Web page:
The defined components needs to communicate with each other through clear interfaces. Each interface has a name, a return type (it can be void as well), and optionally some parameters. That a good practise to make a difference between private and public interfaces. Private interface is available only inside the same component, public interfaces are available for the other components as well. The number of public interfaces should be as limited as possible. Each public interface needs to be well-documented. On long term you should avoid to change or remove already existing interfaces.
Your component will be used by other components and so maybe by other programmers. So it should be documented in a very clear way what are the components doing and what is the expected behaviour of their interfaces. You can change the internal behaviour of your component any time (how is it doing), but avoid to change the external behaviour (what is is doing). For this purpose you can use UML diagrams.
*Easy to understand
I have seen several times architectural designs with very long chain of derivation and complicated connection between components. In the end they were working perfectly, but no one understood why and how to use them. You should avoid such solutions. Since your component will most likely be used by other developers it should be easy to understand its behaviour.
Your component should be well configurable to be able to use it in multiple environments. My strategy for making my code configurable is the following: everything what would be a magic constant in the code (path, magic string, magic numbers etc.) should be moved to a configuration class which is storing all such information. And then this information should be able to be modified from outside through a config file.
In case of a complex software not all components should communicate with all the others directly. You can introduce some additional restrictions, like layers. You should organise your components into layers and only the once can directly communicate with each other which are either in the same layer or in the neighbour layer. A good example is the so called MVP (Model-View-Presenter) architecture which is often used for GUI applications. The view can not communicate directly with the model, but the presenter can communicate with both of them. With this solution your way of communication will be much more clear and you can change your components much easier.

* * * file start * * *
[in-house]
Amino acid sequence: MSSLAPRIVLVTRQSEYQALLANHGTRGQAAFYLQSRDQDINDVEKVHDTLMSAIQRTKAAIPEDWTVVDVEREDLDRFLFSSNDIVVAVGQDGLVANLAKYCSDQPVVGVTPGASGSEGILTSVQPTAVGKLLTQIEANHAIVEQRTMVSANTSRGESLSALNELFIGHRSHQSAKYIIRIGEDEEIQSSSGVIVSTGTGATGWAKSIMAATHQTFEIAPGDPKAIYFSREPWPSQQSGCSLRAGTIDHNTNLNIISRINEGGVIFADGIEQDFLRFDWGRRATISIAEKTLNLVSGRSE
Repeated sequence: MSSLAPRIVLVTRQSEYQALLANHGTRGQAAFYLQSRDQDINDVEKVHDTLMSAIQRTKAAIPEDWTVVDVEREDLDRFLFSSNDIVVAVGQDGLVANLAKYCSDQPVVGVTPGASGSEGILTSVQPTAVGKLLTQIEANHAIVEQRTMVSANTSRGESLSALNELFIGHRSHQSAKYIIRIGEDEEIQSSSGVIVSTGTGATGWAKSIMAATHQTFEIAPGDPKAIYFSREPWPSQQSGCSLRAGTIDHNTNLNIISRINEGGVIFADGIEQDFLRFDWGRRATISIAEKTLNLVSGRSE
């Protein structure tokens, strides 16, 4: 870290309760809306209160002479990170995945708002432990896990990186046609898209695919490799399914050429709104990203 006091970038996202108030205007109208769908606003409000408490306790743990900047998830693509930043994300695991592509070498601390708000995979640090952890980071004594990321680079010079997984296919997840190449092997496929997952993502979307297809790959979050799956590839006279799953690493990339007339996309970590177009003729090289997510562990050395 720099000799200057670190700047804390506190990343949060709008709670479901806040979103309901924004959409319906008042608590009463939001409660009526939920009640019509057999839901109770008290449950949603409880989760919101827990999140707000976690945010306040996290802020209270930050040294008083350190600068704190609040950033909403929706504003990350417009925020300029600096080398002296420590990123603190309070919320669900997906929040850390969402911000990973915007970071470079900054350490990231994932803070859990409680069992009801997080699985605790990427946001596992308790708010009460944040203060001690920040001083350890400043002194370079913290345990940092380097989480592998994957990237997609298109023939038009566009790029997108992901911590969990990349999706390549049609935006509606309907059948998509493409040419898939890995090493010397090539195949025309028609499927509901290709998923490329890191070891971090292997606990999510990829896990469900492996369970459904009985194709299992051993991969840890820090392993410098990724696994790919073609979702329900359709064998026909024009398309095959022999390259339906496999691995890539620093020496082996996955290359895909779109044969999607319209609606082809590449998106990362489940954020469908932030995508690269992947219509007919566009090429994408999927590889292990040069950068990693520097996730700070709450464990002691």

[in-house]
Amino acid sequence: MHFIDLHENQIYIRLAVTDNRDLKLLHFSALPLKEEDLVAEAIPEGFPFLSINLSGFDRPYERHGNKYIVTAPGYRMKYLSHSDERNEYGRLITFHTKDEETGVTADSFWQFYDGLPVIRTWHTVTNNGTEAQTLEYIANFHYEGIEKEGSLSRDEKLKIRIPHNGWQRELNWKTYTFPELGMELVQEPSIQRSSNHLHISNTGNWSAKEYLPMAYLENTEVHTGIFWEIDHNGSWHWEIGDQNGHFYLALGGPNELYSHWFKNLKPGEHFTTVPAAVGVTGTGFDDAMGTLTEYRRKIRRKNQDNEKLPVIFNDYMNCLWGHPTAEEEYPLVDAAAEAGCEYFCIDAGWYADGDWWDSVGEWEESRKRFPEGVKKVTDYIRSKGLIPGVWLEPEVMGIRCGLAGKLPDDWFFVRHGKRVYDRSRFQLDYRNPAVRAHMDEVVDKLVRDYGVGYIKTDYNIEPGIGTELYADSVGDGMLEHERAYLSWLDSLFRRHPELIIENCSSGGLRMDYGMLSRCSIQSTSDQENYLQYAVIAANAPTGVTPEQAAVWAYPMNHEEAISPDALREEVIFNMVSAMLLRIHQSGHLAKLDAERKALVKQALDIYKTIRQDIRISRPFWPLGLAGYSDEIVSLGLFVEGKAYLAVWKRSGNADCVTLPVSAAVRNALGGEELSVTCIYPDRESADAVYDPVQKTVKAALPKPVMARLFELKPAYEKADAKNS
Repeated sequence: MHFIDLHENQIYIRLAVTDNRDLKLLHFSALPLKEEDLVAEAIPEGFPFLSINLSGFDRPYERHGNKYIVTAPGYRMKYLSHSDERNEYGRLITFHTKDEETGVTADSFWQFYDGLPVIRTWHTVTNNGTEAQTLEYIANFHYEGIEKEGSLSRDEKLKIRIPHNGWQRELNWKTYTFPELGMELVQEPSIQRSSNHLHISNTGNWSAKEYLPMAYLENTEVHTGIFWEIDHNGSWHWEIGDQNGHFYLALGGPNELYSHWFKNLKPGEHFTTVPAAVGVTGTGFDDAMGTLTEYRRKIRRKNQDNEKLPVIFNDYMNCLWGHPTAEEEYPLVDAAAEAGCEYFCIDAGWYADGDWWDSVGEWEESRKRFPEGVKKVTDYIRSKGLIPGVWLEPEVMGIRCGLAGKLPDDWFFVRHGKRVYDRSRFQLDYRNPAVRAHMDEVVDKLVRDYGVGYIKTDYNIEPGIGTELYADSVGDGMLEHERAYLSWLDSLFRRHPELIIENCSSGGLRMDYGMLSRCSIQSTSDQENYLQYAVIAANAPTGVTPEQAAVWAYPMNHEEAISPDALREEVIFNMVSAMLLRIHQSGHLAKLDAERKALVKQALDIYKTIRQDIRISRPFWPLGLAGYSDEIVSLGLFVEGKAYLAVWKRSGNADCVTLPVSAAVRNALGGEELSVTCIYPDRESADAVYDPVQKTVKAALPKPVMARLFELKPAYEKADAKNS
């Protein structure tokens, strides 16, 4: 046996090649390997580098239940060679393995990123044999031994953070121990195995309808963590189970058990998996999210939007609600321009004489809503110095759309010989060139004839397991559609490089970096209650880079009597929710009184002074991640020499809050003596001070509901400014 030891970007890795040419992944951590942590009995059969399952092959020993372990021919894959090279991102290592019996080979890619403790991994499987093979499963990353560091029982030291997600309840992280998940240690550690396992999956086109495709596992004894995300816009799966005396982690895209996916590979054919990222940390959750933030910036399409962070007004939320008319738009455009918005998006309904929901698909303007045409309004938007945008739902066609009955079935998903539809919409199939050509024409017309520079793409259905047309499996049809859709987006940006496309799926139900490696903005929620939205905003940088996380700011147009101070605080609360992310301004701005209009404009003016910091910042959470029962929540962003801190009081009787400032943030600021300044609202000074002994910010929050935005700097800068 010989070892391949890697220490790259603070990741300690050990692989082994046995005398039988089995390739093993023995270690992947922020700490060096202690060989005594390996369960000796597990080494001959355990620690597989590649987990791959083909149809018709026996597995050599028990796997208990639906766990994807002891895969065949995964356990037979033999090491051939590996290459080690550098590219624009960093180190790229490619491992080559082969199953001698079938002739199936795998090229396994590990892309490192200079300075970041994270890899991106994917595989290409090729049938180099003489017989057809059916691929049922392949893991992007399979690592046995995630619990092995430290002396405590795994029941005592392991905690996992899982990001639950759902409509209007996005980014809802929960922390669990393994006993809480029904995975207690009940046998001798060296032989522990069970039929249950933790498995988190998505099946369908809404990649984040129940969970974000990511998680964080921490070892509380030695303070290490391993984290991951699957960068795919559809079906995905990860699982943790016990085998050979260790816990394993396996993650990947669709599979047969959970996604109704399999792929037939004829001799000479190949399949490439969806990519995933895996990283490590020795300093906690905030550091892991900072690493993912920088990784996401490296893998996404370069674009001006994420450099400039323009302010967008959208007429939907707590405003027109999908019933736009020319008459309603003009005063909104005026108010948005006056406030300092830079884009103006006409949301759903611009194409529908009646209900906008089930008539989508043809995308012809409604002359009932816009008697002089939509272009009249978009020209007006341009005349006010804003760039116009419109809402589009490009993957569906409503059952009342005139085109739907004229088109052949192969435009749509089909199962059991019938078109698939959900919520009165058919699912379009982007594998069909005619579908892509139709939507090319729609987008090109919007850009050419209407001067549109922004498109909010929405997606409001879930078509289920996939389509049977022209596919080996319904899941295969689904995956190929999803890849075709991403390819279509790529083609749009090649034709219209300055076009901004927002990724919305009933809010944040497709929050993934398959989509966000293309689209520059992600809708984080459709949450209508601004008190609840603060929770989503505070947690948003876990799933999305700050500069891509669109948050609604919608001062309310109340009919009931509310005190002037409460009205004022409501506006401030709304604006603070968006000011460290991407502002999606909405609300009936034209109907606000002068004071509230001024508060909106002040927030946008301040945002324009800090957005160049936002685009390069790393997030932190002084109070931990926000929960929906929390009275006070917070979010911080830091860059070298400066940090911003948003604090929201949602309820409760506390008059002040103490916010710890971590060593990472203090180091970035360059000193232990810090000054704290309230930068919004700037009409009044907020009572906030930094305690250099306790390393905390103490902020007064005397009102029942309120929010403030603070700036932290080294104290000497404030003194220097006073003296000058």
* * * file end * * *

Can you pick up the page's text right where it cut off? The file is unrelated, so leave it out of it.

*Clear communication sequence
It should be defined in a clear way how your components are communicating with each other. How is the information flowing between them. Which one is calling which one. For the purpose you can use a UML sequence diagram.
*Well-designed error handling
The error handling of your whole software should be handled based on a common concept. There are several solutions: using special return values, exceptions or error flags, but what is important, that you need to use the same solution in all of your components. That makes it easier to understand your whole system.
These 9 points are not covering everything, software architecture is a much more complex topic. But if you are taking care about these 9 points at planning your software you will already reach a good software architecture.